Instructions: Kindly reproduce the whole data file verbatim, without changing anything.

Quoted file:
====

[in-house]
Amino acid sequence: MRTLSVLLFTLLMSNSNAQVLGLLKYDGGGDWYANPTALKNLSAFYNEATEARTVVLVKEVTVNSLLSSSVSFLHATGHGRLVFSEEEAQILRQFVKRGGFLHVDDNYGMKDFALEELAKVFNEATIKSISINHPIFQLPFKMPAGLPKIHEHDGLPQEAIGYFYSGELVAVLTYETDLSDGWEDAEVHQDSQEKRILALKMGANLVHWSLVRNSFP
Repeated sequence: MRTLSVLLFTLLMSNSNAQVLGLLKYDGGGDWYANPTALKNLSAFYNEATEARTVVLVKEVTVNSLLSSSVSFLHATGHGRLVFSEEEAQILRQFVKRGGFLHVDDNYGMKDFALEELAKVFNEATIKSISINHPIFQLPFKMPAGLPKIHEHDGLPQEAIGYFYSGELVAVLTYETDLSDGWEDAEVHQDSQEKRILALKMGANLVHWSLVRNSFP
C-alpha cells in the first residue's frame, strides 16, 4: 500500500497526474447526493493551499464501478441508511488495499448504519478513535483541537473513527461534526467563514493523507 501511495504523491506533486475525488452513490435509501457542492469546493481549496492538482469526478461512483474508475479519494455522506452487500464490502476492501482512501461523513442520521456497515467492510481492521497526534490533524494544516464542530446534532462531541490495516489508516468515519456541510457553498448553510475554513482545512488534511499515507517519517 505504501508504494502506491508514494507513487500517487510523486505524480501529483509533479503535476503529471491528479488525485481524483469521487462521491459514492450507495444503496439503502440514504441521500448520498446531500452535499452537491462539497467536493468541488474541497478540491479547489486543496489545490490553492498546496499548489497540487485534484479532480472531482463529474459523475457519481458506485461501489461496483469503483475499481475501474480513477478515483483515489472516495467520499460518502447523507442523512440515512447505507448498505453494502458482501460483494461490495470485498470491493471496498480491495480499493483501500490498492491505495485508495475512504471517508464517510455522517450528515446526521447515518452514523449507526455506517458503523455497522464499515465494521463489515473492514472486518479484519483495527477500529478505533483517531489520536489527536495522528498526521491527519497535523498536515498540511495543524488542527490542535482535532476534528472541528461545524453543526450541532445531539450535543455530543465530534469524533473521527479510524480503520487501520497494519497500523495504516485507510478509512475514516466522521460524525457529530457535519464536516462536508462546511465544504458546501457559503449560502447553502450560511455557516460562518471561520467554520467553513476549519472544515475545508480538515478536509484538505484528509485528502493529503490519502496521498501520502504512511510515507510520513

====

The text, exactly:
[in-house]
Amino acid sequence: MRTLSVLLFTLLMSNSNAQVLGLLKYDGGGDWYANPTALKNLSAFYNEATEARTVVLVKEVTVNSLLSSSVSFLHATGHGRLVFSEEEAQILRQFVKRGGFLHVDDNYGMKDFALEELAKVFNEATIKSISINHPIFQLPFKMPAGLPKIHEHDGLPQEAIGYFYSGELVAVLTYETDLSDGWEDAEVHQDSQEKRILALKMGANLVHWSLVRNSFP
Repeated sequence: MRTLSVLLFTLLMSNSNAQVLGLLKYDGGGDWYANPTALKNLSAFYNEATEARTVVLVKEVTVNSLLSSSVSFLHATGHGRLVFSEEEAQILRQFVKRGGFLHVDDNYGMKDFALEELAKVFNEATIKSISINHPIFQLPFKMPAGLPKIHEHDGLPQEAIGYFYSGELVAVLTYETDLSDGWEDAEVHQDSQEKRILALKMGANLVHWSLVRNSFP
C-alpha cells in the first residue's frame, strides 16, 4: 500500500497526474447526493493551499464501478441508511488495499448504519478513535483541537473513527461534526467563514493523507 501511495504523491506533486475525488452513490435509501457542492469546493481549496492538482469526478461512483474508475479519494455522506452487500464490502476492501482512501461523513442520521456497515467492510481492521497526534490533524494544516464542530446534532462531541490495516489508516468515519456541510457553498448553510475554513482545512488534511499515507517519517 505504501508504494502506491508514494507513487500517487510523486505524480501529483509533479503535476503529471491528479488525485481524483469521487462521491459514492450507495444503496439503502440514504441521500448520498446531500452535499452537491462539497467536493468541488474541497478540491479547489486543496489545490490553492498546496499548489497540487485534484479532480472531482463529474459523475457519481458506485461501489461496483469503483475499481475501474480513477478515483483515489472516495467520499460518502447523507442523512440515512447505507448498505453494502458482501460483494461490495470485498470491493471496498480491495480499493483501500490498492491505495485508495475512504471517508464517510455522517450528515446526521447515518452514523449507526455506517458503523455497522464499515465494521463489515473492514472486518479484519483495527477500529478505533483517531489520536489527536495522528498526521491527519497535523498536515498540511495543524488542527490542535482535532476534528472541528461545524453543526450541532445531539450535543455530543465530534469524533473521527479510524480503520487501520497494519497500523495504516485507510478509512475514516466522521460524525457529530457535519464536516462536508462546511465544504458546501457559503449560502447553502450560511455557516460562518471561520467554520467553513476549519472544515475545508480538515478536509484538505484528509485528502493529503490519502496521498501520502504512511510515507510520513